Laal crawled to the edge of the gorge, now the water, and slowly dipped his hand in. He wanted to make sure it was really there. It felt cool to the touch and was crystal clear. When he withdrew his hand, it was dripping wet, the sunlight, seeping in through the branches overhead, refracted off the drops sliding down his wrist. In a moment of madness, Laal thought he saw glowing bursts of color shooting out of his skin and hitting the trees around him. 

But it passed. 

He blinked, then looked around. Laal quickly got to his feet and began walking back home. Later on, he could not remember the walk. He could not remember if any of the townsfolk had seen him or tried to speak to him. He couldn’t even remember coming home. He simply sat on his bed for hours, looking around at the things Riyah had left behind. Different scarves and tunics; slippers and pieces of jewelry. His eyes searched for strands of her hair that might have been left behind, but nothing.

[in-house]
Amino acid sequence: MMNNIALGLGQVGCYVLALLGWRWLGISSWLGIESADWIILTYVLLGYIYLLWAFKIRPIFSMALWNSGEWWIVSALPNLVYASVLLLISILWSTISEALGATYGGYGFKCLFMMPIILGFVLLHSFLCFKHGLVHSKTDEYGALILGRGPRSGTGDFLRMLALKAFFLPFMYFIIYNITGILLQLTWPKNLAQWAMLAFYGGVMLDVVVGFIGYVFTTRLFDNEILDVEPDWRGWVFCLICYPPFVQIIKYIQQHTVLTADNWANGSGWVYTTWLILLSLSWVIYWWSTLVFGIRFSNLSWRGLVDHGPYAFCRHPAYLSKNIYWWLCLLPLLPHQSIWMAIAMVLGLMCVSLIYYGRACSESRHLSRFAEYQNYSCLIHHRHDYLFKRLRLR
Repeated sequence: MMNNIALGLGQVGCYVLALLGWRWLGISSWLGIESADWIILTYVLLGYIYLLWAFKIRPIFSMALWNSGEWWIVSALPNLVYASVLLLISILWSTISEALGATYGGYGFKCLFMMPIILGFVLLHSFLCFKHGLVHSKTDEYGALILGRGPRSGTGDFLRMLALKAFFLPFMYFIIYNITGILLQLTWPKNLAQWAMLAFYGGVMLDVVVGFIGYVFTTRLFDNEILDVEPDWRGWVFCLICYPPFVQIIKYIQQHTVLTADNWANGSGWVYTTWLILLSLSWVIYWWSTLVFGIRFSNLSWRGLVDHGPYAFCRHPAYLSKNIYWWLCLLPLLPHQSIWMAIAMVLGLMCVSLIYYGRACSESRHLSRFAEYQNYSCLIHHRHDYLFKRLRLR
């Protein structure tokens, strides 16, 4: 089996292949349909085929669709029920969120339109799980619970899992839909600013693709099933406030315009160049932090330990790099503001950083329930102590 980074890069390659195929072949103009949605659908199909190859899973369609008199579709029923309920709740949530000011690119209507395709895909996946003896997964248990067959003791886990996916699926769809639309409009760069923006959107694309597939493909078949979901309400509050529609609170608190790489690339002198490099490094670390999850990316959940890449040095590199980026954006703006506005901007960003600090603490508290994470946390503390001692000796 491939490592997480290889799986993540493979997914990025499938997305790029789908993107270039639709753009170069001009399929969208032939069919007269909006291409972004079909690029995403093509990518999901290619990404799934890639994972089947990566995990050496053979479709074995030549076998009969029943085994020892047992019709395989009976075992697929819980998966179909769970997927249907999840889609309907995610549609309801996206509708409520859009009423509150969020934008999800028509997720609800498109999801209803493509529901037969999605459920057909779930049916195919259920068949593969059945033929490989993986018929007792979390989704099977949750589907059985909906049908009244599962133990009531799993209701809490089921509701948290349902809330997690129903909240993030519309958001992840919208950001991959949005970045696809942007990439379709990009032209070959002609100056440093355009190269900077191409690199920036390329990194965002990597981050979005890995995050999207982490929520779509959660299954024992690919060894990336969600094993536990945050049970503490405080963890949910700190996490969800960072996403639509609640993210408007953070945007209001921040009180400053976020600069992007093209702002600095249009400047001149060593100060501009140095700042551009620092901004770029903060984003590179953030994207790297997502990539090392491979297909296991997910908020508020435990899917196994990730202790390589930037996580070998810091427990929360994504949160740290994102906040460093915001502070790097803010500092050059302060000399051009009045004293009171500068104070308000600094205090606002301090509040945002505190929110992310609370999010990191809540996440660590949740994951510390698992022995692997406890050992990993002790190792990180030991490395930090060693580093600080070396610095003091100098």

As he lay in bed that night, staring up at the ceiling, he kept finding himself remembering things about her he hadn’t ever thought of before. She had a mark on the back of her right shoulder that looked like three, small, vertical dashes, slightly discolored and connected to each other by a spot of soft skin in the very middle. He would often press his thumb gently against it when rubbing her shoulders or putting an arm around her, and she would lean back into him. Laal stared at his hands, wondering if he’d ever actually felt her at all. There was no way to know. He stood in front of the mirror and stripped. Then spread his arms out, staring at his own naked body in the mirror, trying to see if he could somehow find any indication of when she’d last touched him. After a moment, his vision blurred ever so slightly and he seemed to be covered in a smattering of glowing imprints. His mouth, his cheek, his neck, all over his torso and waist, his legs, it was like being covered in pieces of crystal. And then he blinked.There was nothing but his naked body in the mirror again. No glow, no marks, just him.